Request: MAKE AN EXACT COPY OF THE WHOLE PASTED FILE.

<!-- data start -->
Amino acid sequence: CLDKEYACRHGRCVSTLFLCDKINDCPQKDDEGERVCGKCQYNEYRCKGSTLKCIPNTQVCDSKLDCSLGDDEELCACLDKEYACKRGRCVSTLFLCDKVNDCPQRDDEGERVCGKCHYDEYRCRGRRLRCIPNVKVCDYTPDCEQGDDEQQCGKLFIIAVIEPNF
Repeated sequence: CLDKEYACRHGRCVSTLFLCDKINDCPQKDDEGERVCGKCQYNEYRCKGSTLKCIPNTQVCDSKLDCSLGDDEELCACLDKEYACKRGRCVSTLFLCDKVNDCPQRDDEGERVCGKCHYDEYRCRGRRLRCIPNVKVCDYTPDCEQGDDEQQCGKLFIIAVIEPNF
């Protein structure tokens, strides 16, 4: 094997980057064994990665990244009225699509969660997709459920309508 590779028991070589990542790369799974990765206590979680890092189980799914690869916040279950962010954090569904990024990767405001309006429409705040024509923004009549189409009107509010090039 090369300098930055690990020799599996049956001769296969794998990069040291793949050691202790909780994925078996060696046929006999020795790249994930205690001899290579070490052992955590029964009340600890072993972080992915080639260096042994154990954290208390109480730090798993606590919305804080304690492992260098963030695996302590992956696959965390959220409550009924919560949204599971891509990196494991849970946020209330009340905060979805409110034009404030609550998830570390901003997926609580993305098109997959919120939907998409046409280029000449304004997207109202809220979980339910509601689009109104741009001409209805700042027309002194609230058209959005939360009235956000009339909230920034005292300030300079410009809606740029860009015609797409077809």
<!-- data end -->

Amino acid sequence: CLDKEYACRHGRCVSTLFLCDKINDCPQKDDEGERVCGKCQYNEYRCKGSTLKCIPNTQVCDSKLDCSLGDDEELCACLDKEYACKRGRCVSTLFLCDKVNDCPQRDDEGERVCGKCHYDEYRCRGRRLRCIPNVKVCDYTPDCEQGDDEQQCGKLFIIAVIEPNF
Repeated sequence: CLDKEYACRHGRCVSTLFLCDKINDCPQKDDEGERVCGKCQYNEYRCKGSTLKCIPNTQVCDSKLDCSLGDDEELCACLDKEYACKRGRCVSTLFLCDKVNDCPQRDDEGERVCGKCHYDEYRCRGRRLRCIPNVKVCDYTPDCEQGDDEQQCGKLFIIAVIEPNF
């Protein structure tokens, strides 16, 4: 094997980057064994990665990244009225699509969660997709459920309508 590779028991070589990542790369799974990765206590979680890092189980799914690869916040279950962010954090569904990024990767405001309006429409705040024509923004009549189409009107509010090039 090369300098930055690990020799599996049956001769296969794998990069040291793949050691202790909780994925078996060696046929006999020795790249994930205690001899290579070490052992955590029964009340600890072993972080992915080639260096042994154990954290208390109480730090798993606590919305804080304690492992260098963030695996302590992956696959965390959220409550009924919560949204599971891509990196494991849970946020209330009340905060979805409110034009404030609550998830570390901003997926609580993305098109997959919120939907998409046409280029000449304004997207109202809220979980339910509601689009109104741009001409209805700042027309002194609230058209959005939360009235956000009339909230920034005292300030300079410009809606740029860009015609797409077809």